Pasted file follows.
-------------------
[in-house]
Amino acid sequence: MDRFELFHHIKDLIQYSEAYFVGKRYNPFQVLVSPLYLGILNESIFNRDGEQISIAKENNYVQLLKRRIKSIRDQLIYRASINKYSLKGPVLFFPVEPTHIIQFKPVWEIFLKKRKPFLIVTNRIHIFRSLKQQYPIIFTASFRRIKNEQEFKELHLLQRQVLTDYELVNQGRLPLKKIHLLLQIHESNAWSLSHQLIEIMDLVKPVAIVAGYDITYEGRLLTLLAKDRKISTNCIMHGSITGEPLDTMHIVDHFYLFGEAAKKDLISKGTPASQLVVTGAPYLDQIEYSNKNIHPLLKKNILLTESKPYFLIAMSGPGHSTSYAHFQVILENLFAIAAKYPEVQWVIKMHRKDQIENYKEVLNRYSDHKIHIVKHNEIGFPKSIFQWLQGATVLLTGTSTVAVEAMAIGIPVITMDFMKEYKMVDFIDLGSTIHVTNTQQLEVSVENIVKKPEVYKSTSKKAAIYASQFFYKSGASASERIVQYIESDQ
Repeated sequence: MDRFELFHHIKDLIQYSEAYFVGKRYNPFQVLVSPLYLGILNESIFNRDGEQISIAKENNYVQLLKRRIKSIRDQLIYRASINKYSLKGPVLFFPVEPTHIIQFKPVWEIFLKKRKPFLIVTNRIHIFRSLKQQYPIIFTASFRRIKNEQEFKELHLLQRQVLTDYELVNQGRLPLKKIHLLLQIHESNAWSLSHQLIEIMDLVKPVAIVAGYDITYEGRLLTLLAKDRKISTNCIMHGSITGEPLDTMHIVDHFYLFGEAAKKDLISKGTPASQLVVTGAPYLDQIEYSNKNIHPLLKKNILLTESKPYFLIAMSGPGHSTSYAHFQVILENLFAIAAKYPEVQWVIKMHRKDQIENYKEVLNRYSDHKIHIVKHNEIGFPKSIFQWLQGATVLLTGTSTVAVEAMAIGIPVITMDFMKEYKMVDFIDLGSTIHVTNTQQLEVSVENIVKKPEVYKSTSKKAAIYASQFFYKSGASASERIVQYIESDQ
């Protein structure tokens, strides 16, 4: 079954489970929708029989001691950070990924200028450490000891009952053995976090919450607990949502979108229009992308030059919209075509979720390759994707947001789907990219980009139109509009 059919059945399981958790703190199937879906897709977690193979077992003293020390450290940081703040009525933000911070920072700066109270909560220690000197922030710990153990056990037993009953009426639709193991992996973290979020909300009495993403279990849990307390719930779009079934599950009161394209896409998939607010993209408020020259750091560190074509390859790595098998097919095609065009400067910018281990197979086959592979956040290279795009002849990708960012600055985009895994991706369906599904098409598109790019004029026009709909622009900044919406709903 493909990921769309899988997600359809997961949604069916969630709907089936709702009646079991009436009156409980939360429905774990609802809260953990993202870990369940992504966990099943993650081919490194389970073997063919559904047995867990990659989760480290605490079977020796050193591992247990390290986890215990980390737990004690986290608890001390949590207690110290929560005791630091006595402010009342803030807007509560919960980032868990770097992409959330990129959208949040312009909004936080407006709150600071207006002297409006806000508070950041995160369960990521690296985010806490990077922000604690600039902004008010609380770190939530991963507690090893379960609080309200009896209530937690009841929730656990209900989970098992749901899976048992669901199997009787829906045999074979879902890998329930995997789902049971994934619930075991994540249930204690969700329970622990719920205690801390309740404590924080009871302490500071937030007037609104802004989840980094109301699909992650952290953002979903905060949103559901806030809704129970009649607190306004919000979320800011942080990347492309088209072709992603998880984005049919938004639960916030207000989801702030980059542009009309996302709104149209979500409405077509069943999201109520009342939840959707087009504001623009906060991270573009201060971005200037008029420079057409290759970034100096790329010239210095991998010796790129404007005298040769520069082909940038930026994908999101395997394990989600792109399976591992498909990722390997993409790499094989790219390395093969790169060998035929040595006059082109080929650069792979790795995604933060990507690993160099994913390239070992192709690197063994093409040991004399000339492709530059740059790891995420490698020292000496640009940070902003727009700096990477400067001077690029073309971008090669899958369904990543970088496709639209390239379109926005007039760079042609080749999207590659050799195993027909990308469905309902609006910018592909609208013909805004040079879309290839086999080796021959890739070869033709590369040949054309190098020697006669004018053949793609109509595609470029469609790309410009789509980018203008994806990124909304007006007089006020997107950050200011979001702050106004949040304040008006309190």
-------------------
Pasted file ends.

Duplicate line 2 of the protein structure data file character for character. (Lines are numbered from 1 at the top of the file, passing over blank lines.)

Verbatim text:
Amino acid sequence: MDRFELFHHIKDLIQYSEAYFVGKRYNPFQVLVSPLYLGILNESIFNRDGEQISIAKENNYVQLLKRRIKSIRDQLIYRASINKYSLKGPVLFFPVEPTHIIQFKPVWEIFLKKRKPFLIVTNRIHIFRSLKQQYPIIFTASFRRIKNEQEFKELHLLQRQVLTDYELVNQGRLPLKKIHLLLQIHESNAWSLSHQLIEIMDLVKPVAIVAGYDITYEGRLLTLLAKDRKISTNCIMHGSITGEPLDTMHIVDHFYLFGEAAKKDLISKGTPASQLVVTGAPYLDQIEYSNKNIHPLLKKNILLTESKPYFLIAMSGPGHSTSYAHFQVILENLFAIAAKYPEVQWVIKMHRKDQIENYKEVLNRYSDHKIHIVKHNEIGFPKSIFQWLQGATVLLTGTSTVAVEAMAIGIPVITMDFMKEYKMVDFIDLGSTIHVTNTQQLEVSVENIVKKPEVYKSTSKKAAIYASQFFYKSGASASERIVQYIESDQ